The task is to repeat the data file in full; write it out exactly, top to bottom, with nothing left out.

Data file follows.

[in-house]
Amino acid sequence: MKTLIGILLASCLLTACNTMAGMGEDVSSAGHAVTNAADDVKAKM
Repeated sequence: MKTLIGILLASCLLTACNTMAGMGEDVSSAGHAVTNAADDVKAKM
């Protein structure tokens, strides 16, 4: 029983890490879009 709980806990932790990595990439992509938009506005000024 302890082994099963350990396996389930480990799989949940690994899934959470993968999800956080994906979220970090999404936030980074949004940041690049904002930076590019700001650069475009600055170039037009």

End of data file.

[in-house]
Amino acid sequence: MKTLIGILLASCLLTACNTMAGMGEDVSSAGHAVTNAADDVKAKM
Repeated sequence: MKTLIGILLASCLLTACNTMAGMGEDVSSAGHAVTNAADDVKAKM
């Protein structure tokens, strides 16, 4: 029983890490879009 709980806990932790990595990439992509938009506005000024 302890082994099963350990396996389930480990799989949940690994899934959470993968999800956080994906979220970090999404936030980074949004940041690049904002930076590019700001650069475009600055170039037009």